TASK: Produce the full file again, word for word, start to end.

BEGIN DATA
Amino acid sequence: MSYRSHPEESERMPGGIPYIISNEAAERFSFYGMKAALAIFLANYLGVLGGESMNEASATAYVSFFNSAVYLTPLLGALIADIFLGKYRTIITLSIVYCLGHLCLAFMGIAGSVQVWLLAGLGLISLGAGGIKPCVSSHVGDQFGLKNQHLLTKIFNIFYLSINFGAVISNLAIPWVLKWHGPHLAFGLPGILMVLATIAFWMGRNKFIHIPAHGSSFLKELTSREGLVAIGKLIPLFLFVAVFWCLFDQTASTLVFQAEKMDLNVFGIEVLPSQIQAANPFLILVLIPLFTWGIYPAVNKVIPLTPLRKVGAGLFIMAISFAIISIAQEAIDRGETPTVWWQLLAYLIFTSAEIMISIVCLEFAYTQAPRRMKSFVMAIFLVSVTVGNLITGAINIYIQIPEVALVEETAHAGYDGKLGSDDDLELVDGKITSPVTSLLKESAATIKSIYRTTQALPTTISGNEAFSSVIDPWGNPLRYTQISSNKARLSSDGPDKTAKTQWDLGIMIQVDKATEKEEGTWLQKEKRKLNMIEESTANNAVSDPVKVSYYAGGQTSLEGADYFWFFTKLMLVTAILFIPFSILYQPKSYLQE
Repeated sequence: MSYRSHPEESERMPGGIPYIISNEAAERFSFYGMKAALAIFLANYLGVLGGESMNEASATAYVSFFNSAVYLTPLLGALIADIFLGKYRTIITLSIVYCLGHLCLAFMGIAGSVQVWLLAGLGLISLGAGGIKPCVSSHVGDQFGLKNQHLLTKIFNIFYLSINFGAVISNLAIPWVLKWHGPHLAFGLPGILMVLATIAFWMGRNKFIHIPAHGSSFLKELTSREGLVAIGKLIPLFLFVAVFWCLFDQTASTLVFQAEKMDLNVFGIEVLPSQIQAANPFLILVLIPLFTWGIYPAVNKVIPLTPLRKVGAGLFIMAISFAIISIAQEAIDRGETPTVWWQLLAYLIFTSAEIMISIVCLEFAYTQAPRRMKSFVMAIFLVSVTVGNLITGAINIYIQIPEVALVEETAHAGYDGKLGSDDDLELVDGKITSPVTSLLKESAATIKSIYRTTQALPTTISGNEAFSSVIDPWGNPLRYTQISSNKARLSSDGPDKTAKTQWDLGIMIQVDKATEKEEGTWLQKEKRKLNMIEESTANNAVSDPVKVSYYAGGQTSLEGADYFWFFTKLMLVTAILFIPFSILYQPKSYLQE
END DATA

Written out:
Amino acid sequence: MSYRSHPEESERMPGGIPYIISNEAAERFSFYGMKAALAIFLANYLGVLGGESMNEASATAYVSFFNSAVYLTPLLGALIADIFLGKYRTIITLSIVYCLGHLCLAFMGIAGSVQVWLLAGLGLISLGAGGIKPCVSSHVGDQFGLKNQHLLTKIFNIFYLSINFGAVISNLAIPWVLKWHGPHLAFGLPGILMVLATIAFWMGRNKFIHIPAHGSSFLKELTSREGLVAIGKLIPLFLFVAVFWCLFDQTASTLVFQAEKMDLNVFGIEVLPSQIQAANPFLILVLIPLFTWGIYPAVNKVIPLTPLRKVGAGLFIMAISFAIISIAQEAIDRGETPTVWWQLLAYLIFTSAEIMISIVCLEFAYTQAPRRMKSFVMAIFLVSVTVGNLITGAINIYIQIPEVALVEETAHAGYDGKLGSDDDLELVDGKITSPVTSLLKESAATIKSIYRTTQALPTTISGNEAFSSVIDPWGNPLRYTQISSNKARLSSDGPDKTAKTQWDLGIMIQVDKATEKEEGTWLQKEKRKLNMIEESTANNAVSDPVKVSYYAGGQTSLEGADYFWFFTKLMLVTAILFIPFSILYQPKSYLQE
Repeated sequence: MSYRSHPEESERMPGGIPYIISNEAAERFSFYGMKAALAIFLANYLGVLGGESMNEASATAYVSFFNSAVYLTPLLGALIADIFLGKYRTIITLSIVYCLGHLCLAFMGIAGSVQVWLLAGLGLISLGAGGIKPCVSSHVGDQFGLKNQHLLTKIFNIFYLSINFGAVISNLAIPWVLKWHGPHLAFGLPGILMVLATIAFWMGRNKFIHIPAHGSSFLKELTSREGLVAIGKLIPLFLFVAVFWCLFDQTASTLVFQAEKMDLNVFGIEVLPSQIQAANPFLILVLIPLFTWGIYPAVNKVIPLTPLRKVGAGLFIMAISFAIISIAQEAIDRGETPTVWWQLLAYLIFTSAEIMISIVCLEFAYTQAPRRMKSFVMAIFLVSVTVGNLITGAINIYIQIPEVALVEETAHAGYDGKLGSDDDLELVDGKITSPVTSLLKESAATIKSIYRTTQALPTTISGNEAFSSVIDPWGNPLRYTQISSNKARLSSDGPDKTAKTQWDLGIMIQVDKATEKEEGTWLQKEKRKLNMIEESTANNAVSDPVKVSYYAGGQTSLEGADYFWFFTKLMLVTAILFIPFSILYQPKSYLQE